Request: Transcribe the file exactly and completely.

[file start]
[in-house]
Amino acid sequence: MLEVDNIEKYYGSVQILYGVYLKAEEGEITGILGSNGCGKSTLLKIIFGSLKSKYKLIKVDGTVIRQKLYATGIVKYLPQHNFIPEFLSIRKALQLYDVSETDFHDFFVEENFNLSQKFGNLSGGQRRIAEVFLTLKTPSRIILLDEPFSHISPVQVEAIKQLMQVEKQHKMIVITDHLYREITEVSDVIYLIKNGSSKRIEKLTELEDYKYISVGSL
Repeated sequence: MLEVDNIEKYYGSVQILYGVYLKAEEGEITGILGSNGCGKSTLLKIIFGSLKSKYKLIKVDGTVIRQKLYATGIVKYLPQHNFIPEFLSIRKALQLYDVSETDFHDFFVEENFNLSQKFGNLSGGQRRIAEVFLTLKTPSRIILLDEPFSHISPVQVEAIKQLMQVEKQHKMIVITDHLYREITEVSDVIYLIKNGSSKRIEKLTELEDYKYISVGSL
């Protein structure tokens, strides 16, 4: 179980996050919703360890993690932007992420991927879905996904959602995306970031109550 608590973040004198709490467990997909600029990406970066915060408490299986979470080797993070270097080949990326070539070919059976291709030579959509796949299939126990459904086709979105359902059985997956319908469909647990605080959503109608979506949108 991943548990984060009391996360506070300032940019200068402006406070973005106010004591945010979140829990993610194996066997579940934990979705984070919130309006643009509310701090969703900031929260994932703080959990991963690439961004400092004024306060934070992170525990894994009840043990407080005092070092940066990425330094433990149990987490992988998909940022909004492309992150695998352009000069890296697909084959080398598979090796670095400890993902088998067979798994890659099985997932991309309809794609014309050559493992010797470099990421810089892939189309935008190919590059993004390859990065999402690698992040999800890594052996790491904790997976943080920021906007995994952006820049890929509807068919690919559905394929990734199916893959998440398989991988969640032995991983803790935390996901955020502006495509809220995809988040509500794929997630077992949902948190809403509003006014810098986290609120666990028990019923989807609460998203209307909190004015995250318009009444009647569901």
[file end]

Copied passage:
[in-house]
Amino acid sequence: MLEVDNIEKYYGSVQILYGVYLKAEEGEITGILGSNGCGKSTLLKIIFGSLKSKYKLIKVDGTVIRQKLYATGIVKYLPQHNFIPEFLSIRKALQLYDVSETDFHDFFVEENFNLSQKFGNLSGGQRRIAEVFLTLKTPSRIILLDEPFSHISPVQVEAIKQLMQVEKQHKMIVITDHLYREITEVSDVIYLIKNGSSKRIEKLTELEDYKYISVGSL
Repeated sequence: MLEVDNIEKYYGSVQILYGVYLKAEEGEITGILGSNGCGKSTLLKIIFGSLKSKYKLIKVDGTVIRQKLYATGIVKYLPQHNFIPEFLSIRKALQLYDVSETDFHDFFVEENFNLSQKFGNLSGGQRRIAEVFLTLKTPSRIILLDEPFSHISPVQVEAIKQLMQVEKQHKMIVITDHLYREITEVSDVIYLIKNGSSKRIEKLTELEDYKYISVGSL
């Protein structure tokens, strides 16, 4: 179980996050919703360890993690932007992420991927879905996904959602995306970031109550 608590973040004198709490467990997909600029990406970066915060408490299986979470080797993070270097080949990326070539070919059976291709030579959509796949299939126990459904086709979105359902059985997956319908469909647990605080959503109608979506949108 991943548990984060009391996360506070300032940019200068402006406070973005106010004591945010979140829990993610194996066997579940934990979705984070919130309006643009509310701090969703900031929260994932703080959990991963690439961004400092004024306060934070992170525990894994009840043990407080005092070092940066990425330094433990149990987490992988998909940022909004492309992150695998352009000069890296697909084959080398598979090796670095400890993902088998067979798994890659099985997932991309309809794609014309050559493992010797470099990421810089892939189309935008190919590059993004390859990065999402690698992040999800890594052996790491904790997976943080920021906007995994952006820049890929509807068919690919559905394929990734199916893959998440398989991988969640032995991983803790935390996901955020502006495509809220995809988040509500794929997630077992949902948190809403509003006014810098986290609120666990028990019923989807609460998203209307909190004015995250318009009444009647569901």